Affinity Health dispels the myths around epilepsy
There are many misconceptions surrounding epilepsy. Affinity Health dispels the myths around this non-infectious neurological disease.
Epilepsy is a chronic neurological disorder involving some form of injury to the brain. The hallmark of epilepsy is recurrent, unprovoked seizures that occur when a burst of electrical impulses within the brain become too active and send the incorrect message to other parts of your body. As a result, your body starts to twitch, convulse, and have a seizure.
Certain triggers are known to increase the risk of having seizures. A few of the most commonly reported triggers are lack of sleep, high fever or illness, stress, bright or flashing lights, stimulants such as caffeine, alcohol, medicines, or drugs, or skipping meals. Identifying triggers isn’t always easy because a single incident doesn’t always mean something is a trigger. It’s often a combination of factors that trigger an epileptic seizure.
“It’s important to understand that epilepsy is not contagious. Despite what you may have heard, you cannot catch it from someone who has it. It’s not passed down through families in the same way that blonde hair or brown eyes are. But someone who has a close relative with epilepsy has a slightly higher risk for it than somebody with no family history of seizures,” says Murray Hewlett, CEO of Affinity Health.
Seizures can vary from momentary lapses of attention or body jerks to severe and continued convulsions, and vary in frequency from less than one episode a year to several times a day.
During a generalised epileptic seizure, suffers may lose consciousness or – in milder cases – experience an altered sense of sight, smell, taste, or sound. The condition affects both men and women of all races, ethnic backgrounds, and ages, but children and elderly adults are most frequently affected. There are around 180,000 new cases of epilepsy every year, with about 30 percent occurring in children. It is estimated that up to 70 percent of individuals living with epilepsy could live seizure-free if properly diagnosed and treated.
Symptoms vary depending on the type of seizure, but in most cases, a person with epilepsy will tend to have the same kind of seizure each time, so the symptoms will be similar from episode to episode. They may include:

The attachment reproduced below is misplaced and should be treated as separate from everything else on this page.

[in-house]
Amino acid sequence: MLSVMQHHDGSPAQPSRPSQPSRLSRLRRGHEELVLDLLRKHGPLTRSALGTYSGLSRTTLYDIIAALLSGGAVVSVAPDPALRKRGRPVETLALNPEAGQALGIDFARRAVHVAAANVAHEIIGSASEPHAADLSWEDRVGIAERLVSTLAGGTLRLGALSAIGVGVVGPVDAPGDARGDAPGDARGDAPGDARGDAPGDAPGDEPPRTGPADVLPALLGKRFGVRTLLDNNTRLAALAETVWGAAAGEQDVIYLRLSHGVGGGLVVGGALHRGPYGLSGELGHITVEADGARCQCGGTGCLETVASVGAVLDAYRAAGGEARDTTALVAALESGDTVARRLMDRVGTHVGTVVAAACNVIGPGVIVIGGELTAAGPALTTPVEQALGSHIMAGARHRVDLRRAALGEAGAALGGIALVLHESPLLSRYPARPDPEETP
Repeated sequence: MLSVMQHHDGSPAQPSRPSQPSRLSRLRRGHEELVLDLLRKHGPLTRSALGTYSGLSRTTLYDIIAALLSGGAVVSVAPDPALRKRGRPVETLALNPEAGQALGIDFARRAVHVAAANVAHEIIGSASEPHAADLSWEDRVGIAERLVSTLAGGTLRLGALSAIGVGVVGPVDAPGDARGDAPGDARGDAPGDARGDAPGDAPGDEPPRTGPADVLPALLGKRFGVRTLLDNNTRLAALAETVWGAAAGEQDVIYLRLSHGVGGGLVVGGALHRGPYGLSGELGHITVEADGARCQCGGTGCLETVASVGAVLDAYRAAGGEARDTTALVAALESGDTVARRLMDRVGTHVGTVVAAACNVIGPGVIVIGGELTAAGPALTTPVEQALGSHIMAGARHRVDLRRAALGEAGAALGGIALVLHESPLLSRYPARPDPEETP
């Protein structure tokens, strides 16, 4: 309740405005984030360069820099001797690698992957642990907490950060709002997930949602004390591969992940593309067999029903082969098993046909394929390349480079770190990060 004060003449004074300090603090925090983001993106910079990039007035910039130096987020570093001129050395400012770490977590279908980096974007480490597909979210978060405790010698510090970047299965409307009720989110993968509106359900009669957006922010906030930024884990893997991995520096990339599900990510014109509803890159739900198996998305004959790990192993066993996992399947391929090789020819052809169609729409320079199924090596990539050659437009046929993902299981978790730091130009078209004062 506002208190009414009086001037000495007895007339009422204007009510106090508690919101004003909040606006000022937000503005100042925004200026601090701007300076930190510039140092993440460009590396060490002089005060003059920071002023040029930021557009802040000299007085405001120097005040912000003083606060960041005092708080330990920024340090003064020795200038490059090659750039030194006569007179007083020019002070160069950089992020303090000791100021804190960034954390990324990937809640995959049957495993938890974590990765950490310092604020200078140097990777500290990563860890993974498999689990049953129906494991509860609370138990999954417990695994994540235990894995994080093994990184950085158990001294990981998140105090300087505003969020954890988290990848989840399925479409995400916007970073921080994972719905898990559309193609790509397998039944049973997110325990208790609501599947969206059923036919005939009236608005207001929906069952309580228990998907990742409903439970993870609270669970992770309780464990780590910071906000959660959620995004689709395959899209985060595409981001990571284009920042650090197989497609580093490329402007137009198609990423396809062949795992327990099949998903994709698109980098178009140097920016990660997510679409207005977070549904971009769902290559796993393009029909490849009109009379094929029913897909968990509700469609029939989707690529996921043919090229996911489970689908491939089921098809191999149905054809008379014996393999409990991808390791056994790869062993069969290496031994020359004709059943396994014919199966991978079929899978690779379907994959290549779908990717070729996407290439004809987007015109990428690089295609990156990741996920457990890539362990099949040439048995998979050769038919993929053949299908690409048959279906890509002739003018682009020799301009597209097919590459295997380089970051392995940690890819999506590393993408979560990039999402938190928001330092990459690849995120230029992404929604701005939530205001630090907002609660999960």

- Fleeting confusion
- A staring spell
- Uncontrollable jerking movements of the limbs
- Loss of cognisance
- Unprovoked fear or anxiety
If you suspect you may have epilepsy, book an appointment with your local GP who can examine you, and, if they suspect epilepsy is the cause of your symptoms, they will put you on treatment. For most people, no further tests are needed but in some cases you may be referred to a specialist. If you have been diagnosed with epilepsy and experience any of the below, seek immediate medical help:
- The seizure lasts more than five minutes
- Breathing stops and doesn’t return
- Consciousness doesn’t return after the seizure stops
- A second seizure follows immediately
- You have a high fever
- You’re experiencing heat exhaustion
- You’re pregnant
- You have diabetes
- You’ve injured yourself during the seizure
“While watching someone have a seizure can be frightening, it’s important to recognise the signs of a seizure, respond appropriately with proper seizure first aid, and know when to call for help,” says Hewlett. “Knowing the three words, ‘Stay. Safe. Side’ can help save lives. Stay with the person until they are awake and alert after the seizure. Keep them safe by moving or guiding them away from harm, and turn them on their side if they are not awake or aware until help arrives.”
About Affinity Health
Affinity Health aims to provide premier quality, affordable medical insurance to South Africans. We strive to give our clients peace of mind and the highest standard of service when they are faced with injury or illness. We work to deliver innovative solutions that are simple, cost-effective and proven, so our cover is structured to ensure that you get exactly what you need. For more information follow us on Facebook, and Instagram.